Amazon tries to patent 3D printers on trucks
Who needs distribution hubs when you can make kit in the delivery van?
Amazon has filed for a patent on a service that would see the company offer 3D-printed stuff on demand.
The US Patent Filing [PDF] describes a service where customers can order items to be remotely fabricated and shipped by Amazon – or, in some cases, 3D printed by a mobile unit that delivers the items directly to them.
The online shopping giant argues that by equipping itself with 3D printers it could save money by eliminating the need to import items and store them in warehouses. What's more, 3D printing could help it get orders into customers' hands faster.
"Increased space to store additional inventory may raise costs for the electronic marketplace. Additionally, time delays between receiving an order and shipping the item to the customer may reduce customer satisfaction and affect revenues generated," Amazon writes in the application.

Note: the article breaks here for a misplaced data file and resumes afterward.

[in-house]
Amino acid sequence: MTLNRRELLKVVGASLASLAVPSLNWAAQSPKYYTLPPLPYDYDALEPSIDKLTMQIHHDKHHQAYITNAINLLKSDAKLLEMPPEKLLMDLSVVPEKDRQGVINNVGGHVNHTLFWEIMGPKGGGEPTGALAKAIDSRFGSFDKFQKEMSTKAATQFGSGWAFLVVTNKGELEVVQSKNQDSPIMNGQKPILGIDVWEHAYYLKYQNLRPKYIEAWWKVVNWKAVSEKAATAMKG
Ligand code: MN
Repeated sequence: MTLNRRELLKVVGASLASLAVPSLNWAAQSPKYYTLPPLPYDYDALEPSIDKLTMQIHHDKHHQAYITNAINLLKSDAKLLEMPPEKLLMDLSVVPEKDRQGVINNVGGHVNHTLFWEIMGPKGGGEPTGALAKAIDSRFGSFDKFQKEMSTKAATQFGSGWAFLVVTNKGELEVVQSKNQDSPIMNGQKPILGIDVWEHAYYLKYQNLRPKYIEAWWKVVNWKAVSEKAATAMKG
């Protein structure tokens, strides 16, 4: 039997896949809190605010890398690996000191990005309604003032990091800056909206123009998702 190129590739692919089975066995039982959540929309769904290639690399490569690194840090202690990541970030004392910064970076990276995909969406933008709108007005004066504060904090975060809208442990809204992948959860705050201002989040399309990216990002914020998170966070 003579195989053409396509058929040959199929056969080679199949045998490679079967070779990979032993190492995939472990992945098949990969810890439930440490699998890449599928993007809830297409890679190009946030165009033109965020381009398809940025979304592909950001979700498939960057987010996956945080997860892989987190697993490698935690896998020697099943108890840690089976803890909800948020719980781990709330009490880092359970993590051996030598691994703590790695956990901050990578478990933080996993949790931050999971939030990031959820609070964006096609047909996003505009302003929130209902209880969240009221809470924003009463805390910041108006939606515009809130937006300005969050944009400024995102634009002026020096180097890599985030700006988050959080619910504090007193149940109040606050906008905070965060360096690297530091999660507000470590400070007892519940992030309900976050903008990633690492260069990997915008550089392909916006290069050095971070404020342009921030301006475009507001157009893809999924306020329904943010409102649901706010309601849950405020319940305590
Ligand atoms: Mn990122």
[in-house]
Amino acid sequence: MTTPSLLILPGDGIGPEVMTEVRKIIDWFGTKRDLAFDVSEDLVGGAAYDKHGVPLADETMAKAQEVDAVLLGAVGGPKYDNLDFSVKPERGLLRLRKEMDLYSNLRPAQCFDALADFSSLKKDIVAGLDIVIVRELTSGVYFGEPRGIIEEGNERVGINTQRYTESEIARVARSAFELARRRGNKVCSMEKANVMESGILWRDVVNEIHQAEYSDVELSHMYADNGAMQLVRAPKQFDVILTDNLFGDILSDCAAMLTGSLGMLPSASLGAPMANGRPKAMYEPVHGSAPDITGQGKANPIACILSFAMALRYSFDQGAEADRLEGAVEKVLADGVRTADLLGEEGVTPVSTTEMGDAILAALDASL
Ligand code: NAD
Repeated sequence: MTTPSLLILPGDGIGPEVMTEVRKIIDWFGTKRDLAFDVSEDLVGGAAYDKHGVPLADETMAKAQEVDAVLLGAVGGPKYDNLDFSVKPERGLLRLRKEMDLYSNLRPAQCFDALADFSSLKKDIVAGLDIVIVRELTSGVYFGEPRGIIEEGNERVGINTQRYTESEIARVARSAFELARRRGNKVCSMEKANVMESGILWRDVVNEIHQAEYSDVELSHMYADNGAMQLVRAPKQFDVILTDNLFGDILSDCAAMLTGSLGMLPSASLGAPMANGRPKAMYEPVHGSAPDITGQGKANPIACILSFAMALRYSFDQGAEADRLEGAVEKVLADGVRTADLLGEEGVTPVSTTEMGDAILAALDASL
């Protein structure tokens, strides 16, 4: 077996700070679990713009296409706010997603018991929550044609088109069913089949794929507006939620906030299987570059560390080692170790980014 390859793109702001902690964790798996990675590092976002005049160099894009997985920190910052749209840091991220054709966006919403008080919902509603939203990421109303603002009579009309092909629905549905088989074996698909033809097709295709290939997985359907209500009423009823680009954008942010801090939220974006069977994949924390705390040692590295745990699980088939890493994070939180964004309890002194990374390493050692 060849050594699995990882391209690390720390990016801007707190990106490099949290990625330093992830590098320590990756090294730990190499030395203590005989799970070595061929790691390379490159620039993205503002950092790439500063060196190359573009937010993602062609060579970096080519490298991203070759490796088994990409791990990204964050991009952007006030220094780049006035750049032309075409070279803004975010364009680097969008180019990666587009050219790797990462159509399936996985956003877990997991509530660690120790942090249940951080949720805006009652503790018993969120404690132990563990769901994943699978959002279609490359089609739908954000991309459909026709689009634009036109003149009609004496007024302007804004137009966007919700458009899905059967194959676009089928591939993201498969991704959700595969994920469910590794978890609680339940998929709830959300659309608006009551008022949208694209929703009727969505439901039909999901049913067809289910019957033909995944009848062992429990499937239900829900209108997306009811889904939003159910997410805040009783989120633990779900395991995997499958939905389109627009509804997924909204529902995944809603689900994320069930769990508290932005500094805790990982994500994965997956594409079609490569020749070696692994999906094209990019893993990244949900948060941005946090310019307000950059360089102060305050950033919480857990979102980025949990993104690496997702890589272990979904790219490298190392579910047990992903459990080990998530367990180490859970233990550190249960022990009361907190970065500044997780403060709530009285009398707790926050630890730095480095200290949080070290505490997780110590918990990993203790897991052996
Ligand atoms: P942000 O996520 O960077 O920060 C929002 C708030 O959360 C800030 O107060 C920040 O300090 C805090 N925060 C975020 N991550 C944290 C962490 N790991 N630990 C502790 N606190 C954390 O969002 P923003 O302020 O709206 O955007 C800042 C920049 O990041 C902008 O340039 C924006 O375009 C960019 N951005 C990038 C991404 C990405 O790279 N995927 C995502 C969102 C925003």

"Accordingly, an electronic marketplace may find it desirable to decrease the amount of warehouse or inventory storage space needed, to reduce the amount of time consumed between receiving an order and delivering the item to the customer, or both."
Amazon diagrams how the 3D printing system would work
The filing even suggests that 3D printers could be mounted within trucks or vans, which could then print customers' purchases on the fly and deliver them instantly.
"By 'mobile', we mean that the position of the 3D manufacturing apparatus changes because it is mounted within or contained within a moving vehicle or other structure," Amazon wrote.
The would-be patent has been some time in the making. It was originally filed in November of 2013 and posted this month by the US Patent and Trademark Office (USPTO). Linda Knowlten Apsley, Colin Ian Bodell, Jacob Conrad Danton, Scott Randall Hayden, SaiPrasad Kapila, Eric Lessard and Robert Benjamin Uhl were listed as inventors, and the patent is assigned to Amazon Technologies of Reno, Nevada.
Amazon has a flair for proposing unusual delivery models. Last year, the company kicked around the idea of unmanned drone delivery vehicles, though the idea was shot down by the FAA. ®
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